Photo: woods wheatcroft photography

Which type of magnesium should be used?

Magnesium is not one of the most present minerals in our body in terms of quantity, but I do consider it one of the most crucial. It is also a major nutrient deficiency in most adults. I’ve seen numbers suggestion as high as 80% of us are low.

As a co-factor in almost all of our body’s activities generating energy or removing toxins, this nutrient is vital. 600 enzymes have been identified as being magnesium dependent.

Magnesium is important for brain health. It helps with relaxation both during the day and at night when we are wanting to go to sleep. It definitely can help with relieving constipation.

We use magnesium every day during muscle movement, heartbeat and hormone production. It is extremely important for your metabolism, enzyme function and for balancing nitric oxide in the body.

There is a staggering amount of research regarding the need to take magnesium as a supplement. Some of the more significant symptoms of a lack of this mineral include migraines, hypertension and cardiovascular disease, osteoporosis, tooth cavities, muscle weakness and cramps. Even mood swings and restless leg syndrome have been associated with a deficiency.

Magnesium is particularly likely to be depleted in individuals with metabolic syndrome, insulin resistance and pre-diabetes. We just aren’t getting the recommended amount of about 300 to 400 mg a day.

Unfortunately, our food supply is generally lacking in adequate sources of magnesium. Soil depletion and digestive disorders both lead to malabsorption of magnesium. And some prescription medications and antibiotics can damage the digestive track to the point magnesium cannot be absorbed and properly utilized from foods.

Magnesium needs to be combined, sometimes called reacted, with other elements into a salt in order to be taken as a supplement. Each form has a fairly predictable set of characteristics, particularly in regards to constipation.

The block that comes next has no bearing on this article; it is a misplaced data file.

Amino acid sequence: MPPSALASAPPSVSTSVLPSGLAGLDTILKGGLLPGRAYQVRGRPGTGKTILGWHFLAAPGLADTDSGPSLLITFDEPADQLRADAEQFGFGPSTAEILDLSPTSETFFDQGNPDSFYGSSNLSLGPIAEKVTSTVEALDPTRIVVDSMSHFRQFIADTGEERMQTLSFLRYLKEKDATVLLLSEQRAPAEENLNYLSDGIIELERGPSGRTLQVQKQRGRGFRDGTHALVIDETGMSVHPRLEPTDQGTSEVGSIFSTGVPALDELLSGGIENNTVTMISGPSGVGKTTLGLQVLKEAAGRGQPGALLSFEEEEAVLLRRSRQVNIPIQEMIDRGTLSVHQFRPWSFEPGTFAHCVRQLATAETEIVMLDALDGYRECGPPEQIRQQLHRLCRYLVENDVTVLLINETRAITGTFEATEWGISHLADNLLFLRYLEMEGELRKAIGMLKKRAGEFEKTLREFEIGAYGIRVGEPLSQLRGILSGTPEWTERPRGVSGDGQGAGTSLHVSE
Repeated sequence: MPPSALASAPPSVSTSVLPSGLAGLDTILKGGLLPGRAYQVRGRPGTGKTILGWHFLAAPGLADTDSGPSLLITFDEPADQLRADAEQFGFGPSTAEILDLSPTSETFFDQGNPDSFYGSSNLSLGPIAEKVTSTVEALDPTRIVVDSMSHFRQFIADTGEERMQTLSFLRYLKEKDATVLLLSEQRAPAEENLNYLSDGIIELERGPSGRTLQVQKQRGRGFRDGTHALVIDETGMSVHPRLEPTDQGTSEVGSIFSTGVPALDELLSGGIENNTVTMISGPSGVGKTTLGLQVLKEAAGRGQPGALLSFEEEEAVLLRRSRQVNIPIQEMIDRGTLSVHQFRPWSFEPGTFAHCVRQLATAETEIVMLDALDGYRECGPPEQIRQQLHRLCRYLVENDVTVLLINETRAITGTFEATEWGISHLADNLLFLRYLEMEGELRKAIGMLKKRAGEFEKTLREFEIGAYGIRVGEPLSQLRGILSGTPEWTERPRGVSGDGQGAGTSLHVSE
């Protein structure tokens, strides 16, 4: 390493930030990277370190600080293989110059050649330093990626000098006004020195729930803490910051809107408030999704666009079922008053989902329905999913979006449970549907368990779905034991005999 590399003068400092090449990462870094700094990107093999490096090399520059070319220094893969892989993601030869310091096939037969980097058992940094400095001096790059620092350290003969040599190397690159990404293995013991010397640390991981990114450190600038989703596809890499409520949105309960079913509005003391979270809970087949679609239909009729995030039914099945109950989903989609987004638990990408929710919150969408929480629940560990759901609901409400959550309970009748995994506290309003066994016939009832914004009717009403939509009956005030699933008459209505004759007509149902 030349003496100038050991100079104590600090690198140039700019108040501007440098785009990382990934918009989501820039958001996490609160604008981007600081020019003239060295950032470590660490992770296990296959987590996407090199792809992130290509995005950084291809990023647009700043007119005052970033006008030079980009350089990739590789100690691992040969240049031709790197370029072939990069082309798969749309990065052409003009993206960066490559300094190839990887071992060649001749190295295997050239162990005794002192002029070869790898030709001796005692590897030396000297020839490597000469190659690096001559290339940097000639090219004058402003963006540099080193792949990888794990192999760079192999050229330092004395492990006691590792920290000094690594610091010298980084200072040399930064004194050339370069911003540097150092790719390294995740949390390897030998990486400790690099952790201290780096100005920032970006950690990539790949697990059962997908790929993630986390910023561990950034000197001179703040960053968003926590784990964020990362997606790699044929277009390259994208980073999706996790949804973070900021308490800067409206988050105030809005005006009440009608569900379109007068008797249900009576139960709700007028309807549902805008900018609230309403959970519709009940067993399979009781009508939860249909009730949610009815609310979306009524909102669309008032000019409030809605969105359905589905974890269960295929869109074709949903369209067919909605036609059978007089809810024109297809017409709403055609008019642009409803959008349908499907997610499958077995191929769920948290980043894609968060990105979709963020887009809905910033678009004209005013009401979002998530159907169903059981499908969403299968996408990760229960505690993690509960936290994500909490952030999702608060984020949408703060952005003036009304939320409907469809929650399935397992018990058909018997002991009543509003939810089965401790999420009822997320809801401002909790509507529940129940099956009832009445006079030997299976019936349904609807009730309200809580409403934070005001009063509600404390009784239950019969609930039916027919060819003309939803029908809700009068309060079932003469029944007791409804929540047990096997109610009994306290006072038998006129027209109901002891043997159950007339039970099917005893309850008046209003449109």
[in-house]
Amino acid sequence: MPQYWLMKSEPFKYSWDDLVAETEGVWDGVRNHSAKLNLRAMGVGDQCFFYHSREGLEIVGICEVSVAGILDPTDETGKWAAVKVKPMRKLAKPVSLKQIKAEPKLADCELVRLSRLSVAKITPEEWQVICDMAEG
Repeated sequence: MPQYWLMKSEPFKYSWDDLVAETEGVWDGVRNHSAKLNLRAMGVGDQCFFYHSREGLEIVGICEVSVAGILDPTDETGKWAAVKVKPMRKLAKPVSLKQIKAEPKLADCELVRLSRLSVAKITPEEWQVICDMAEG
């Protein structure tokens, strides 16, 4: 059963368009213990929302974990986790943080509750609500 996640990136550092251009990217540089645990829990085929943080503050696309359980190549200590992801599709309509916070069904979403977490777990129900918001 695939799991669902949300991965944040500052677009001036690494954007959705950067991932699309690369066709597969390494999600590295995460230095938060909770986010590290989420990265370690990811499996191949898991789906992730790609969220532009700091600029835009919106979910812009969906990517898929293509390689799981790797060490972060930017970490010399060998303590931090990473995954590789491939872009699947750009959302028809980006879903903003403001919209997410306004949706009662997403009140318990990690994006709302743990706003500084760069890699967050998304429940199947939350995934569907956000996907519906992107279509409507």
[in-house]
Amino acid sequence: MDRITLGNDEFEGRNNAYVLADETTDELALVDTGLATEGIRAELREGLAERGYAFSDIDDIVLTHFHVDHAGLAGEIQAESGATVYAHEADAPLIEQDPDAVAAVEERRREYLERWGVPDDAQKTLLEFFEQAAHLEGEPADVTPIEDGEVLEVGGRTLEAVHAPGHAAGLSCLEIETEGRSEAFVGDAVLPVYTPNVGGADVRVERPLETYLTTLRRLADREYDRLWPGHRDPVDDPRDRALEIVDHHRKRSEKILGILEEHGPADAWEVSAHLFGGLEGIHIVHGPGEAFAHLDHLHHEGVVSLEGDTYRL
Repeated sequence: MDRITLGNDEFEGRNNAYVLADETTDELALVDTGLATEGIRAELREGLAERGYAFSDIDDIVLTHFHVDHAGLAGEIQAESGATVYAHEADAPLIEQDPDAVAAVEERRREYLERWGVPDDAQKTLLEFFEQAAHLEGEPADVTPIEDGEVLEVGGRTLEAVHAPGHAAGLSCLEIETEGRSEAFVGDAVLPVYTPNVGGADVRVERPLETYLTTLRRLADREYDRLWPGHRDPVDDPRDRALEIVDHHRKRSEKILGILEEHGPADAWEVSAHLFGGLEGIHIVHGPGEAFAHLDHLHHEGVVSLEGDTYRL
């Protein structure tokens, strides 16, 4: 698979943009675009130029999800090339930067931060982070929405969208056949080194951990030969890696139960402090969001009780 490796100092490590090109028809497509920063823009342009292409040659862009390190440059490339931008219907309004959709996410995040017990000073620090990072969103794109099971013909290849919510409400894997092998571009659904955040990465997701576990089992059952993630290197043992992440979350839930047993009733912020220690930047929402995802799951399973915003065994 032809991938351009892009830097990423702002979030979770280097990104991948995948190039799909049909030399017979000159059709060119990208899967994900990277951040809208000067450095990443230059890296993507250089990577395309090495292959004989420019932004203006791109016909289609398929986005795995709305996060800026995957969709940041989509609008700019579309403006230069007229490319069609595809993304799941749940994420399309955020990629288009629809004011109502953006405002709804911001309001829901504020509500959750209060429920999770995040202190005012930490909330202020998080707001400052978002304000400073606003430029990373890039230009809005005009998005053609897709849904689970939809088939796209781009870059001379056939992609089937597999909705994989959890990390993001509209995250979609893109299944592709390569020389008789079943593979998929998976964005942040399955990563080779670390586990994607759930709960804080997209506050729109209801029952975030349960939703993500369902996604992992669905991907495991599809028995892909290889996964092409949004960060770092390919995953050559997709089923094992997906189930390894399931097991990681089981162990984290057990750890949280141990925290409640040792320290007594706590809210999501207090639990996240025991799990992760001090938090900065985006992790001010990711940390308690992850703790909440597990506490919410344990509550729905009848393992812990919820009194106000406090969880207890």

Magnesium sulfate is commonly known as Epsom salt and has the strongest and quickest laxative effect. Magnesium oxide is considered a strong laxative and can be useful if you are taking a narcotic that causes constipation or you feel really blocked. It is often the cheapest. Magnesium citrate would be a medium laxative and, even less so, magnesium gylcinate.

For the other magnesium benefits, you can choose one that is readily absorbed and has less of a laxative effective. This gets more into your body to be used for those important functions. Magnesium citrate absorbs fairly well.

Or, for 40% better absorption over the citrate chelate, you could consider a form of magnesium reacted with both citric and malic acid. There are a few other forms available, like magnesium lactate, that may be worth reviewing.

In a recent study I saw reviewed, the form combined with gylcine (bisglycinate) looked particularly attractive with the least laxative affects and the best absorption into the blood.

Magnesium applied to the skin can be absorbed directly in the body. This avoids the entire problem with getting diarrhea. If you want magnesium, particularly for leg cramps, look for an oil spray or lotion. The form used here is typically magnesium chloride.

Scott Porter is a Functional Medicine Pharmacist at Sandpoint Super Drug. He is a member of the Sandpoint Wellness Council. 

Photo: PublicDomainPictures / Pixabay

{ 0 comments… add one now }

Leave a Comment

copyright 2008 - 2017